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Marine labs on the water’s edge are threatened by climate change

COCODRIE (Louisiana) — A marine laboratory 85 miles (137 km) southwest of New Orleans was designed to be a fortress against extreme weather. But it might be defeated by climate change.

The W.J. DeFelice Marine Centre in Cocodrie, Louisiana, is suffering the effects of climate change.

The W.J. DeFelice Marine Centre in Cocodrie, Louisiana, is suffering the effects of climate change.

COCODRIE (Louisiana) — A marine laboratory 85 miles (137 km) southwest of New Orleans was designed to be a fortress against extreme weather. But it might be defeated by climate change.

Sitting at the end of Louisiana State Highway 56, where dirt dissolves into wetlands and then the Gulf of Mexico, the laboratory, the W.J. DeFelice Marine Centre, has successfully weathered many hurricanes since it opened its doors in 1986.

It stands 18 feet (5.5 metres) above the ground on pillars with pilings that extend more than 100 feet underground. Its walls can withstand winds of up to 250 mph.

But the water is coming. Around the United States, from New Jersey to Massachusetts, Virginia to Oregon, education centres and marine laboratories like this one are bracing against rising seas and a changing climate. The assault from climate change is slower but more relentless than any storm, and will ultimately do more damage. It threatens researchers’ ability to study marine environments up close at a time when it’s more vital than ever to understand them.

Dr Bob Cowen, head of the National Association of Marine Laboratories, sees climate change as a challenge, but also a scientific opportunity. “We’re feeling it, and we’re also studying it at the same time as best we can,” he said.

If labs like this one have to shut down, decades of on-site measurements could be disrupted — and, researchers say, academic budgets might not allow replacements to be built, or built on a comparable scale.

The parking lot at the DeFelice Marine Centre, the heart of the Louisiana Universities Marine Consortium of some two dozen institutions, was once high and dry. It now floods several dozen times a year, occasionally causing the facility to close because of the difficulty of getting across the lot and into the building.

Officials predict that, without action, the lab might need to shut down several dozen days each year within the next 10 to 15 years. The corrosive saltwater attacks the structure and has risen up through the soil into buried electrical cables, at one point causing a blackout. Some floods are accompanied by droves of fiddler crabs that sometimes find their way into the elevators.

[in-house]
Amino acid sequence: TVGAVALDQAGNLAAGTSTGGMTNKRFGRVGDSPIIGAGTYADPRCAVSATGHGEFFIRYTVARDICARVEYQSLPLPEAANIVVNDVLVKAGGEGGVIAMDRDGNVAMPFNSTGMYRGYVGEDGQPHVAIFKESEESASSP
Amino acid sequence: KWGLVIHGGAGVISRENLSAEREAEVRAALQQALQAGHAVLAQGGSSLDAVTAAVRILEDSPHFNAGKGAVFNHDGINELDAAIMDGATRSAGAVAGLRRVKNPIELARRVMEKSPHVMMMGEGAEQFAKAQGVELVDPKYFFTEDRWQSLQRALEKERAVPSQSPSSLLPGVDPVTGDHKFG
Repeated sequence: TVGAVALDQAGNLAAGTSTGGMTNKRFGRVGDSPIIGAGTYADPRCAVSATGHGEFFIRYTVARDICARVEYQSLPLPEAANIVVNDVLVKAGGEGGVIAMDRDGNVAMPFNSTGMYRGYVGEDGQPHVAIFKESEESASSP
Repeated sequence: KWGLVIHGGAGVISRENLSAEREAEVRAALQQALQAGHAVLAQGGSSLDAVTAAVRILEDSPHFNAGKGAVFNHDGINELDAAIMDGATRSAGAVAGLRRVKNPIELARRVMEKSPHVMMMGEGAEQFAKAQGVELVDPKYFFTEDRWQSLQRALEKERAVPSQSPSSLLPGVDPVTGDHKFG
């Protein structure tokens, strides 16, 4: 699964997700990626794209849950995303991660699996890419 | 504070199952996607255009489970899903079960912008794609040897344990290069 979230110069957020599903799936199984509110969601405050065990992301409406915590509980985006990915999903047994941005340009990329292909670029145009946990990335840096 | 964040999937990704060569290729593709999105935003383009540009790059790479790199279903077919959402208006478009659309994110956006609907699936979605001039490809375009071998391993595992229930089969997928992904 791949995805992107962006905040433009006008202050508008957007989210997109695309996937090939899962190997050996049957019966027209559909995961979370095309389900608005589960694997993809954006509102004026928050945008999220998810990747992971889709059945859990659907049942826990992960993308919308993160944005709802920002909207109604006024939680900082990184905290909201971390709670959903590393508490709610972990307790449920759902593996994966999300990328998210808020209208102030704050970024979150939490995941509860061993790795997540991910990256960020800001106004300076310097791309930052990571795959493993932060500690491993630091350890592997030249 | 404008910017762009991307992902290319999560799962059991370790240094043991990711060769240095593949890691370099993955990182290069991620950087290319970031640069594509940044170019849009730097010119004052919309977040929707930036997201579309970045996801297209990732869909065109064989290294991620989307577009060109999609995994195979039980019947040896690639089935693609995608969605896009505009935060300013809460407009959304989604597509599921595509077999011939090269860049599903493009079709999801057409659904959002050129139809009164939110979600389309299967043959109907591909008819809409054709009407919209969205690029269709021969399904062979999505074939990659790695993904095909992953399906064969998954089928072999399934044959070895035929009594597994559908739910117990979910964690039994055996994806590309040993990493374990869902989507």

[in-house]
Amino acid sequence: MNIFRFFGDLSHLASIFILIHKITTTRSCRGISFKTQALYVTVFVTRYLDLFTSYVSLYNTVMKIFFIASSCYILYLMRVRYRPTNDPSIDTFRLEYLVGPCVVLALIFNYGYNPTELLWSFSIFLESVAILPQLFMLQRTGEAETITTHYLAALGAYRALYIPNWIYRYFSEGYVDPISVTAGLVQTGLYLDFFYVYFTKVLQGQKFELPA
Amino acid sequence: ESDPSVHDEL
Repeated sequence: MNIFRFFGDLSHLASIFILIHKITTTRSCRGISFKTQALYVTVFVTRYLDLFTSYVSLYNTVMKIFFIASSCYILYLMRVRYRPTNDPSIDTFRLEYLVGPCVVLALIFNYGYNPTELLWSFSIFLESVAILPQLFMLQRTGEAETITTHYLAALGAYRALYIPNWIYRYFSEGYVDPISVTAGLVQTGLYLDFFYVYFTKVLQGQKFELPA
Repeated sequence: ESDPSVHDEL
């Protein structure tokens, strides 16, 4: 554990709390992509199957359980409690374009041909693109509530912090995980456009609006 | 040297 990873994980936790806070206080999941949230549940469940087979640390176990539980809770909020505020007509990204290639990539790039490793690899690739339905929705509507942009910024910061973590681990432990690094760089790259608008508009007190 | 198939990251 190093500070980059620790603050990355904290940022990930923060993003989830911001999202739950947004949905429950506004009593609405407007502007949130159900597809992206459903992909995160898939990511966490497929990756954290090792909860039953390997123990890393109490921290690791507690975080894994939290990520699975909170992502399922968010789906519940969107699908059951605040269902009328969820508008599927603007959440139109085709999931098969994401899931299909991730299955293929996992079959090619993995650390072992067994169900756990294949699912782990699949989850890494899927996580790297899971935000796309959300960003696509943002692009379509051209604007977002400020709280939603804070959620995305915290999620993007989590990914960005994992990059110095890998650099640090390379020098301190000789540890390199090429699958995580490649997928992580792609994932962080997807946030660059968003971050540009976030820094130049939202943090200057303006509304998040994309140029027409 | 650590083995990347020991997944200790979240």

“They smell,” Dr said Murt Conover, the associate director of education and outreach. “I’ve heard it described as carnage. Rotting carnage.”

“It was built to be on the edge of the world,” said Dr Ursula Emery McClure, senior project designer with the architecture firm Perkins & Will and a longtime architectural researcher at the marine centre, but “it wasn’t meant to be in open water”.

Dr Alex Kolker, an associate professor at the marine consortium who is currently studying sea level rise in Morocco, said that because south Louisiana’s land is subsiding while the oceans are rising, the region has what may be the highest relative sea level rise in the country.

“We’re just 10 to 30 years in front of the curve of everybody else,” he said.

Fox Island Environmental Education Centre, a Virginia institution that has opened up the wonders of the natural world to young people for more than 40 years, shut down in November. Between erosion and sea level rise, so much of the island’s salt marsh had disappeared that “it made it unsafe to run the program,” said Dr Tom Ackerman, vice president for education at the Chesapeake Bay Foundation, which owns the island centre.

And what is lost is not just a building and its bunks, but inspiration: A number of the young people who stayed on Fox Island and gained a love of nature and the environment have gone on to be scientists. One, Dr Kenneth M. Halanych, a professor of biological sciences at Auburn University in Alabama, now researches topics including climate change and shifts in the ranges of marine organisms. “If I hadn’t had those formative experiences in the Bay, I might have ended up doing something totally different,” he said.

At the Louisiana centre, Dr Conover sees educational value in their problems. Along with its mission as a scientific research facility, it is also a centre for environmental education with visits from some 5,000 students each year.

“If our parking lot is flooding when a group is here, we definitely talk about why we’re flooding on that given day, when five years ago we wouldn’t, given the same conditions.” That example, she said, “gives the perspective of what our coastal communities are dealing with”.

In an office packed with toys and a sign reading “Mischief Managed” — a reference to the Marauder’s Map in Harry Potter — she said “nature gives us the content we need to teach”. Yes, the fiddler crabs are gross, she acknowledged, “but awesome in their grossness”.

Officials at the Louisiana facility are making plans to stick around, despite some perceptibly sloping floors and a parking lot so often flooded that managers have discussed the purchase of a swamp buggy that could transport people to the site from lots on the dry side of a levee a few miles inland. Other ideas include extending a boardwalk from the centre to high-ground parking lots closer to the slightly higher road.

“We very much feel like we have to be in Cocodrie,” Dr Kolker said. “We’re marine scientists. We study the ocean.” THE NEW YORK TIMES  

Related topics

climate change ocean rising sea levels

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